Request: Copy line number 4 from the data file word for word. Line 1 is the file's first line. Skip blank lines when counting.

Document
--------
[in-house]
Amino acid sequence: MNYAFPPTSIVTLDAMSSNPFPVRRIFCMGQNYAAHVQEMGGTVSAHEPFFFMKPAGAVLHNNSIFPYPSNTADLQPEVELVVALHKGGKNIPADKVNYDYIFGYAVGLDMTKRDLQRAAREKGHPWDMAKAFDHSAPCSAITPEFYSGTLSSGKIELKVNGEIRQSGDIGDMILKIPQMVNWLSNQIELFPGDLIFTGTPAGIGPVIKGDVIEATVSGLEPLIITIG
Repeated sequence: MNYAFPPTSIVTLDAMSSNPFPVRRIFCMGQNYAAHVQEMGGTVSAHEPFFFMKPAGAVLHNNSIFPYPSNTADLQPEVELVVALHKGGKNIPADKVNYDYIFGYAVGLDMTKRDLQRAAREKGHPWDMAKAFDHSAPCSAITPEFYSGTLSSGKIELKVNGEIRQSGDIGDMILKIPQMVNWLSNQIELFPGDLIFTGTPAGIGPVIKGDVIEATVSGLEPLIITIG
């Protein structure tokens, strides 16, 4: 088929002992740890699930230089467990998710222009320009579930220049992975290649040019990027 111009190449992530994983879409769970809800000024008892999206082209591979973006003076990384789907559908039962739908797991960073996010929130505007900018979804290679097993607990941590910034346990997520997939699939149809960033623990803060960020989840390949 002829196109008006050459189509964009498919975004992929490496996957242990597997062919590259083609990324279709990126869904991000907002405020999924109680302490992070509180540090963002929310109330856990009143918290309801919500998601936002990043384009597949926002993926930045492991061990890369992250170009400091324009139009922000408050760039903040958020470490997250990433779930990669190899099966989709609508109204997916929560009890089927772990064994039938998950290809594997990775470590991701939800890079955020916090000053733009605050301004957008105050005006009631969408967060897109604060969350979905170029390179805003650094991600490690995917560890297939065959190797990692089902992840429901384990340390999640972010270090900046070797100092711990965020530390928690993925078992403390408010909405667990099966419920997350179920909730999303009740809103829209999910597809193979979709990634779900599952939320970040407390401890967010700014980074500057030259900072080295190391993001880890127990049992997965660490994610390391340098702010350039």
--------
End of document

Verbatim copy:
């Protein structure tokens, strides 16, 4: 088929002992740890699930230089467990998710222009320009579930220049992975290649040019990027 111009190449992530994983879409769970809800000024008892999206082209591979973006003076990384789907559908039962739908797991960073996010929130505007900018979804290679097993607990941590910034346990997520997939699939149809960033623990803060960020989840390949 002829196109008006050459189509964009498919975004992929490496996957242990597997062919590259083609990324279709990126869904991000907002405020999924109680302490992070509180540090963002929310109330856990009143918290309801919500998601936002990043384009597949926002993926930045492991061990890369992250170009400091324009139009922000408050760039903040958020470490997250990433779930990669190899099966989709609508109204997916929560009890089927772990064994039938998950290809594997990775470590991701939800890079955020916090000053733009605050301004957008105050005006009631969408967060897109604060969350979905170029390179805003650094991600490690995917560890297939065959190797990692089902992840429901384990340390999640972010270090900046070797100092711990965020530390928690993925078992403390408010909405667990099966419920997350179920909730999303009740809103829209999910597809193979979709990634779900599952939320970040407390401890967010700014980074500057030259900072080295190391993001880890127990049992997965660490994610390391340098702010350039």